I want to argue that that's a dismal and fruitless approach. For one thing, the more afraid we are, the more powerful the use of terror becomes, not only by our enemies but also by the governments that are supposed to be protecting us. After all, the more we fear being accused of terrorism, or being beaten or pepper sprayed, the more we'll strive not to make waves or trouble for those in power, even if our complaints are legitimate. That's simply not a recipe for a healthy society (although it may not be that those who crave power are really interested in a healthy society). The cure for fear is not simply more fear.
The answer I'd like to propose is this: Don't be afraid. Or more precisely, don't let your fear cloud your judgment or make you act foolishly. It's natural to be afraid, but courage is a matter of controlling fear so that one can remain rational and make good choices.
Easier said, than done, perhaps. Aristotle said that courage was a matter of knowing what properly to be afraid of. I'm not sure I agree with that completely. Sure, there are times when the instinctive fight-or-flight response is useful, but by and large, I don't think that the problems that face us today are ones for which being afraid (and therefore reacting in a fear-driven mode) is appropriate. Being afraid of crime should not make us vote for foolish policies, and being afraid of terrorists should not make us waste resources on pointless security theatre; however afraid we are, we should still strive to act rationally about these sorts of threats.
It occurs to me that one of the ways to overcome fear is, in a way, through more fear. Consider terrorist attacks, for example. The idea of being blown up or burnt to cinders by a terrorist attack is frightening, to be sure. But is it worse to die that way than, say, being blown up or burnt in an industrial accident, or a car crash, which is a far more likely threat. Or is it worse than dying of cancer or stroke or some other terminal disease? Because hey, I don't want this to come as too much of a shock, but you are going to die some day, and chances are it's not going to be entirely pleasant. No need to dwell on it, of course, but we really should get over the idea that if we're safe from terrorists, then we'll live out long and happy lives free from pain and suffering. If you accept and even embrace the inevitability of your own (quite probably painful) death, then the people who try to use your fear of death to control you suddenly lose a lot of their power.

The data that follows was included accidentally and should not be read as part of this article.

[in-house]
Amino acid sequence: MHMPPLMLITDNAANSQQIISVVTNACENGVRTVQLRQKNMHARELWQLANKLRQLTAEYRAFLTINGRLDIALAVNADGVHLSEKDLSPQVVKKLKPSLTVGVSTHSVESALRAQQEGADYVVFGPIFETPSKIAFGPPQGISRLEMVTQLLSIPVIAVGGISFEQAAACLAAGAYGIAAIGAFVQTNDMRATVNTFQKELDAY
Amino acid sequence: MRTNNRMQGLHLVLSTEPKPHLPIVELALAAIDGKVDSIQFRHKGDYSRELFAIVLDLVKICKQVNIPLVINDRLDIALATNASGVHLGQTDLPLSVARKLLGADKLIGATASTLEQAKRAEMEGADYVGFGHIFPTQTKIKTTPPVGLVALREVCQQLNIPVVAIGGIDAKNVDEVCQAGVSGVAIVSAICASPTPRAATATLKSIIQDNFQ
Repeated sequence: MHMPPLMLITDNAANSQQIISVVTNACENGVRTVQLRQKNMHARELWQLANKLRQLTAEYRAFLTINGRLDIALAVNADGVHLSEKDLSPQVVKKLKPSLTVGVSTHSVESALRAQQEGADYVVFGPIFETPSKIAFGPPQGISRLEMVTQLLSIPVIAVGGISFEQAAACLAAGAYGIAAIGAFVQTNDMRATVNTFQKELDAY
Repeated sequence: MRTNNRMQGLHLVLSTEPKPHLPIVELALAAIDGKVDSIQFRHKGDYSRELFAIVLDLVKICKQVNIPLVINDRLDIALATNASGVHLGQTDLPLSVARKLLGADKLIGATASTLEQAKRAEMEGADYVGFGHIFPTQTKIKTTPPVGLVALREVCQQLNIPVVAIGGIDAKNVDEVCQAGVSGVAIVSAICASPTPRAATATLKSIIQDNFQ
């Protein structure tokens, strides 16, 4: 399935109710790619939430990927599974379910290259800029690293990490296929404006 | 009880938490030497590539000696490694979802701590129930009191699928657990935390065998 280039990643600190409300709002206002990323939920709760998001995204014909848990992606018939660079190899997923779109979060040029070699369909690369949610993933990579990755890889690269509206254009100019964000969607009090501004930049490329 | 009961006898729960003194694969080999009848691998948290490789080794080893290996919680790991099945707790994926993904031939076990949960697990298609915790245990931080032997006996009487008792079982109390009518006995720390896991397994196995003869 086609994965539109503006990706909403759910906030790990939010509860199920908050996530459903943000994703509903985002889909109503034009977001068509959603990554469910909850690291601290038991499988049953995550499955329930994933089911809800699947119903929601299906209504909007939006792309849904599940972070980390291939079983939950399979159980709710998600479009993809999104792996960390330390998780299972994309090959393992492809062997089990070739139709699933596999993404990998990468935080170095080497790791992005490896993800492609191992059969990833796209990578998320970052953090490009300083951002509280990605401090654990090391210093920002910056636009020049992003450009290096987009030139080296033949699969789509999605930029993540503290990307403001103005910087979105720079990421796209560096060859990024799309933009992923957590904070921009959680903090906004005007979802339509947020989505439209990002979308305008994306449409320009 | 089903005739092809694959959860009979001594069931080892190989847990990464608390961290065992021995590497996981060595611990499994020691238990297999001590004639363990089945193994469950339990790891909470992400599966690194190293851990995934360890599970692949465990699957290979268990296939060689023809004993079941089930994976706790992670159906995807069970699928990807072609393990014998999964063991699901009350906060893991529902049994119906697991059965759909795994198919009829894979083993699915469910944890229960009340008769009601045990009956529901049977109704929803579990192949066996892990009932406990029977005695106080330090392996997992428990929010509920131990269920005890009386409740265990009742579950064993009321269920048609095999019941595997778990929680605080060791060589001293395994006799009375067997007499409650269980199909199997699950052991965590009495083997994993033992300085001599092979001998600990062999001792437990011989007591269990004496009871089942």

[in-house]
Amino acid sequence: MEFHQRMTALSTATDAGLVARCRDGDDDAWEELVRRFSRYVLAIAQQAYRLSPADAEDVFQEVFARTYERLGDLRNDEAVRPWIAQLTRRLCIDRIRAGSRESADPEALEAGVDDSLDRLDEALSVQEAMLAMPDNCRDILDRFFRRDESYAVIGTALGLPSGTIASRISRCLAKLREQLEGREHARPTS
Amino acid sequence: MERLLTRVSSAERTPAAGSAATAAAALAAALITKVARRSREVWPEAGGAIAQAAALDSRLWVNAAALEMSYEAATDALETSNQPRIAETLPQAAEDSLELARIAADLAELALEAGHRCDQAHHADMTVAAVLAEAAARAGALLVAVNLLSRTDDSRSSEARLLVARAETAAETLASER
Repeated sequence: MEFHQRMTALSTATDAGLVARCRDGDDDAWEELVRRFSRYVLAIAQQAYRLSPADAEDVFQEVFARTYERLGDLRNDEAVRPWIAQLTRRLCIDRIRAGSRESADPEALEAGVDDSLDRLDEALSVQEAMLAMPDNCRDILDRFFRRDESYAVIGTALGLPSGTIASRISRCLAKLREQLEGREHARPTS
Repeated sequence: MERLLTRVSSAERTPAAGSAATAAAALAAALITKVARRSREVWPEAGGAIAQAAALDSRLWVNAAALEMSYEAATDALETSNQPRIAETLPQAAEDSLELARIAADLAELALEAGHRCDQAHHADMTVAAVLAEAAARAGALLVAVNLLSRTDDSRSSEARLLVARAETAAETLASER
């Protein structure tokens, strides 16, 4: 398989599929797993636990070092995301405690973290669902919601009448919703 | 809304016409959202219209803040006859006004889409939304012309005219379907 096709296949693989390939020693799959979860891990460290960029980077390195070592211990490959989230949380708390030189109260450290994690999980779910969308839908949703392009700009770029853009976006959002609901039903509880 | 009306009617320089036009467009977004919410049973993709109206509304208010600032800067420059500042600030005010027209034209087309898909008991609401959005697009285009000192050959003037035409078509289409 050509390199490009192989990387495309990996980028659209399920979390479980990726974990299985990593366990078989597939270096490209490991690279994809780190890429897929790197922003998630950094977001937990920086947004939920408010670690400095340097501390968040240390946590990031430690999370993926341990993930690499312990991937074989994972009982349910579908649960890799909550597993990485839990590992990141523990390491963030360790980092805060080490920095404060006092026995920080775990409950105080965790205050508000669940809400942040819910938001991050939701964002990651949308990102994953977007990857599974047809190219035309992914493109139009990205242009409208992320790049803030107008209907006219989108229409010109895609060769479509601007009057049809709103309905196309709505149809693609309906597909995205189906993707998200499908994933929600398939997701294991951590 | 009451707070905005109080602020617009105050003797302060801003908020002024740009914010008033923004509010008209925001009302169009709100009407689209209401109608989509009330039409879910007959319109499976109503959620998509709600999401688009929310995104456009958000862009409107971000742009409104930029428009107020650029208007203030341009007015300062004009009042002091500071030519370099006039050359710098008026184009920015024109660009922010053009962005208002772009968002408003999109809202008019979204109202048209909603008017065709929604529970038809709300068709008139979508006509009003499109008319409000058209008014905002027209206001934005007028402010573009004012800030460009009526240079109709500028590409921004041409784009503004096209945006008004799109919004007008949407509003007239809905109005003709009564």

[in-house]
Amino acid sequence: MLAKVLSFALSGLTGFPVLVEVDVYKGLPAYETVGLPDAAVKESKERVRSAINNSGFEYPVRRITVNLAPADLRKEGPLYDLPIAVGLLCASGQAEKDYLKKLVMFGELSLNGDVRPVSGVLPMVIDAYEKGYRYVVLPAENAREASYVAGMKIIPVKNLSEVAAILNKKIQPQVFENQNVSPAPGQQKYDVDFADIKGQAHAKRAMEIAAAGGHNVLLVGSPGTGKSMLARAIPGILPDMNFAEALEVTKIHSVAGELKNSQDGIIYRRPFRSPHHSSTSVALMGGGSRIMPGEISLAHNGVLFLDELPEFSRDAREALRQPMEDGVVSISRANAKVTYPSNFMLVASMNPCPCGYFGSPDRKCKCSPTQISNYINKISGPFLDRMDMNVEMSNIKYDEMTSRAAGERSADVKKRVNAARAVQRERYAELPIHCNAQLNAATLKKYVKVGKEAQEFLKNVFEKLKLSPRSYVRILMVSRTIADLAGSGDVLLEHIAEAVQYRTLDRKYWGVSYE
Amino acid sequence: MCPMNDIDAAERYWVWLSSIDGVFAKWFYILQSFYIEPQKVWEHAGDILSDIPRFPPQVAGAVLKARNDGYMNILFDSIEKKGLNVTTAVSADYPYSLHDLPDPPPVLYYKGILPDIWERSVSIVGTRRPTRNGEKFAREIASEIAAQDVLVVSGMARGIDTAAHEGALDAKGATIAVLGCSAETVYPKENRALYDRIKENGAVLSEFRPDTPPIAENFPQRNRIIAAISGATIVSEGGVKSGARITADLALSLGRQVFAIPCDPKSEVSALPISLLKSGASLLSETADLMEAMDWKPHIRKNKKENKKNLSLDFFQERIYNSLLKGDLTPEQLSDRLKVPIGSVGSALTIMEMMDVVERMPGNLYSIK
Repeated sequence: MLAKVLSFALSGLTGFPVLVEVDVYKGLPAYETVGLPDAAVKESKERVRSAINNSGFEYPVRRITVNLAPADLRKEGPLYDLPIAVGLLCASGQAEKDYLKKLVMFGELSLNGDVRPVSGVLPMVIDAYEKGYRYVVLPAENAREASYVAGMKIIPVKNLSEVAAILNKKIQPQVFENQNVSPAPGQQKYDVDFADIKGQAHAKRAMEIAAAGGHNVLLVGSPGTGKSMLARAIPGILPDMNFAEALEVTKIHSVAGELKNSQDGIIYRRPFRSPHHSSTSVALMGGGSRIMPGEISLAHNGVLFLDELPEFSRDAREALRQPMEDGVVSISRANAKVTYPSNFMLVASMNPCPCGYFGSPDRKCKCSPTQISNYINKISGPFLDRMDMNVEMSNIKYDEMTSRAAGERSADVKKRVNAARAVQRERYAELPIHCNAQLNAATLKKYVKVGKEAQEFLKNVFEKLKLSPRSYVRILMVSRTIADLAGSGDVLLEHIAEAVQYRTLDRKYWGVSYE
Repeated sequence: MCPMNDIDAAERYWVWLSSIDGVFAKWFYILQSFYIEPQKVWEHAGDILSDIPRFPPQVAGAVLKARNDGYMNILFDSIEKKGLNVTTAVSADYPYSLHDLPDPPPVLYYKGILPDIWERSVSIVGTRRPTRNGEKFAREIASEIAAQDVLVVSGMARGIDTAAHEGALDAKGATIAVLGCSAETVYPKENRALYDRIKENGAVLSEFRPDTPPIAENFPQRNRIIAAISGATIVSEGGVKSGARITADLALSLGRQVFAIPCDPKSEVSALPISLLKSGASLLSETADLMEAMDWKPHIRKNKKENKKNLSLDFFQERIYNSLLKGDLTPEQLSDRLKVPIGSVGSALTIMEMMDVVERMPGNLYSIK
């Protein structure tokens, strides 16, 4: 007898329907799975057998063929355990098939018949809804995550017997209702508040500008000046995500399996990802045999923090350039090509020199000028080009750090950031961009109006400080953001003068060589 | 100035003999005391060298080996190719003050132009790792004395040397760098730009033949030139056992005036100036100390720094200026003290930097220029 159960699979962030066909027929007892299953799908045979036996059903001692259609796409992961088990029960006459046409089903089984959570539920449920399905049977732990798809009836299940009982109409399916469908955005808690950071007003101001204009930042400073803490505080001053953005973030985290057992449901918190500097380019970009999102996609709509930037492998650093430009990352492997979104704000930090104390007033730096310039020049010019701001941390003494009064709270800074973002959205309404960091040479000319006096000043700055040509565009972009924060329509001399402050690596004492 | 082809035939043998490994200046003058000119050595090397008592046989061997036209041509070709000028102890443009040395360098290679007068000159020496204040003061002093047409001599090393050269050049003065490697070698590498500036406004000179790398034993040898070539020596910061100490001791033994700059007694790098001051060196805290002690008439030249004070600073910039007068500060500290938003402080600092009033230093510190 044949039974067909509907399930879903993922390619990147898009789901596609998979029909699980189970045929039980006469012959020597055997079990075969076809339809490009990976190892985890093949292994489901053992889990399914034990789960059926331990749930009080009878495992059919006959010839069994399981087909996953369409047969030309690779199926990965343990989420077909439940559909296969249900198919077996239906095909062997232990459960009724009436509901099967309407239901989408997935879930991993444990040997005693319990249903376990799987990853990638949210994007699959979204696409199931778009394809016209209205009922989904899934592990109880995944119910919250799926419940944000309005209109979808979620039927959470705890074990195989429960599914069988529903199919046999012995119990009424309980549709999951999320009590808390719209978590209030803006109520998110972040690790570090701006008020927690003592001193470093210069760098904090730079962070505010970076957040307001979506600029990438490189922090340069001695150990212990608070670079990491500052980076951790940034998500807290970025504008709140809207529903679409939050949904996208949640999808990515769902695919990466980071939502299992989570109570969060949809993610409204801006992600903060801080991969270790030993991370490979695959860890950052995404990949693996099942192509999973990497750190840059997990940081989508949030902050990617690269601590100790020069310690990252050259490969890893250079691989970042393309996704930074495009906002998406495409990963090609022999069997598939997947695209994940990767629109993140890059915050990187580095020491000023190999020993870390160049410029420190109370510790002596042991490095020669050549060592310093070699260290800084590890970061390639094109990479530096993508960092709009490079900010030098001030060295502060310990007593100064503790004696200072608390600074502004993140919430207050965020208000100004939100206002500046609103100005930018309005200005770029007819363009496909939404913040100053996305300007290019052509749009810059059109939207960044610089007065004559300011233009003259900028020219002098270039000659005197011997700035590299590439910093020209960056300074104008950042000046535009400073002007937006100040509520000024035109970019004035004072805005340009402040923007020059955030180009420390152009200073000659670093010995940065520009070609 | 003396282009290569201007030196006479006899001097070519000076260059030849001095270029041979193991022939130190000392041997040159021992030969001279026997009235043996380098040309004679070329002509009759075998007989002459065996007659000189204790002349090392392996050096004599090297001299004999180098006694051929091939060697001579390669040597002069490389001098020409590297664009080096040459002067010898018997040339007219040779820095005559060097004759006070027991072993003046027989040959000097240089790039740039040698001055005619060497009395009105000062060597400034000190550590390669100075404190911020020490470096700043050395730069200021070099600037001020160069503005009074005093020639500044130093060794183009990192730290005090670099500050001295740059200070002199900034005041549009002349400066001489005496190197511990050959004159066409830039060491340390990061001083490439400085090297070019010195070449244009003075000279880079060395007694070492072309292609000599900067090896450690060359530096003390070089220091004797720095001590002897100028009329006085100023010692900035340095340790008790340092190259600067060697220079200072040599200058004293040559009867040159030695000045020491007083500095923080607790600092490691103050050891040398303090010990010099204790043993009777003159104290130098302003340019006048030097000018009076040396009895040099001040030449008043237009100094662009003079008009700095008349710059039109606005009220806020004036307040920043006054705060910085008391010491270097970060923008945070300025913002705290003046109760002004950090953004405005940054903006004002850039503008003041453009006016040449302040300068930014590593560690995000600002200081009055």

And really, that's the only power they have, relative to us. It's not as if terrorists or other criminals have access to huge armies, after all; that's why they resort to using things that are readily available to just about everyone. I drive a car; If I chose to, I could use it to cause a helluva lot more death, pain and property damage than the shoebomber was ever able to inflict. We decent folk are potentially every bit as scary as any terrorist; it's just that we have properly developed moral instincts that prevent us from engaging in such stupid and pointless mayhem.
That isn't the case when our governments attempt to intimidate us. The state does have access to more force than we do, as well as the power to enact laws. Yet the basic principle still applies: they cannot use fear against us unless we let them. Indeed, as important as it is not to fear terrorists and criminals, it is even more essential that we not fear our government. Perhaps the best way to combat that is to remember that our governments, at least in democratic countries, belong to us and are accountable to us. That means we need to continually assert our authority as citizens, not only by voting in large numbers (another reason why I'm worried by declining voter turnout) but by engaging in vigorous public discourse wherever the opportunity arises, including (I hope) in the comments sections of blogs like this one.